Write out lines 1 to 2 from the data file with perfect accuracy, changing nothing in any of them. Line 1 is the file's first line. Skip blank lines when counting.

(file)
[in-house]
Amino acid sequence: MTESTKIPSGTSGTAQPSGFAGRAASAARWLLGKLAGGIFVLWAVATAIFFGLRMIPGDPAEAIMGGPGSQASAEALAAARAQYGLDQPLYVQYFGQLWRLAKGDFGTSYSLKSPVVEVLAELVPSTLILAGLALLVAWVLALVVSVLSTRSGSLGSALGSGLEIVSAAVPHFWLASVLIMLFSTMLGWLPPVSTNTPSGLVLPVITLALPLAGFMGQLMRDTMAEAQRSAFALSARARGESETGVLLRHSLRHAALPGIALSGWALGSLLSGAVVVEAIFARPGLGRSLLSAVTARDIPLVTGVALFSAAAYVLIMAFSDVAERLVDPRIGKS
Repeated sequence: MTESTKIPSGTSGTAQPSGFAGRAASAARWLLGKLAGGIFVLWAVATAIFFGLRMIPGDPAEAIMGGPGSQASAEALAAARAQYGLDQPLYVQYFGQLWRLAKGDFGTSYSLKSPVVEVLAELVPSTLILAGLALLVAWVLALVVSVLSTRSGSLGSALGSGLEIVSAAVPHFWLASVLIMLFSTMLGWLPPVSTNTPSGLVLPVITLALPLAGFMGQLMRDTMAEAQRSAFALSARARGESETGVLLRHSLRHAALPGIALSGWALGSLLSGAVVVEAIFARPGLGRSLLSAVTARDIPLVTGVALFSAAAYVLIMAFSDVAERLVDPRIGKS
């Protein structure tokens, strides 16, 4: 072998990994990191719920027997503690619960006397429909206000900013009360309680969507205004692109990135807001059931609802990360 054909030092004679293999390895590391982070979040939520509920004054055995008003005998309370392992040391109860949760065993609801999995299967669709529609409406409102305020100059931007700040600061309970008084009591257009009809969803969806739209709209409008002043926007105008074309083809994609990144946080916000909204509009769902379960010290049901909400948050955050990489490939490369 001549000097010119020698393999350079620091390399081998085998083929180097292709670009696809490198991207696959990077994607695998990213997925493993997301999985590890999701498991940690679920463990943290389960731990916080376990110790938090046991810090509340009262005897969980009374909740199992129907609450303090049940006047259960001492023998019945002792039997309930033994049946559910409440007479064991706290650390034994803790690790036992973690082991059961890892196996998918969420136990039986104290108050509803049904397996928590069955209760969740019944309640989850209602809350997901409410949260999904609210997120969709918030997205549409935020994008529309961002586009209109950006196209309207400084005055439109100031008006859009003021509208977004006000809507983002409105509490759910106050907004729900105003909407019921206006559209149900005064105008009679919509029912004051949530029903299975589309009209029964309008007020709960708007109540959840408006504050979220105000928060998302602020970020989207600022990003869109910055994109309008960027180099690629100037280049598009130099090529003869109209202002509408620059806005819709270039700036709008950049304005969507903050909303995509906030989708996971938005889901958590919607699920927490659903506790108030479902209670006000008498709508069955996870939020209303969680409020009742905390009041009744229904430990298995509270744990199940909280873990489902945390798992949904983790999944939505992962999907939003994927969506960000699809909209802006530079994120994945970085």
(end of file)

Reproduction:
[in-house]
Amino acid sequence: MTESTKIPSGTSGTAQPSGFAGRAASAARWLLGKLAGGIFVLWAVATAIFFGLRMIPGDPAEAIMGGPGSQASAEALAAARAQYGLDQPLYVQYFGQLWRLAKGDFGTSYSLKSPVVEVLAELVPSTLILAGLALLVAWVLALVVSVLSTRSGSLGSALGSGLEIVSAAVPHFWLASVLIMLFSTMLGWLPPVSTNTPSGLVLPVITLALPLAGFMGQLMRDTMAEAQRSAFALSARARGESETGVLLRHSLRHAALPGIALSGWALGSLLSGAVVVEAIFARPGLGRSLLSAVTARDIPLVTGVALFSAAAYVLIMAFSDVAERLVDPRIGKS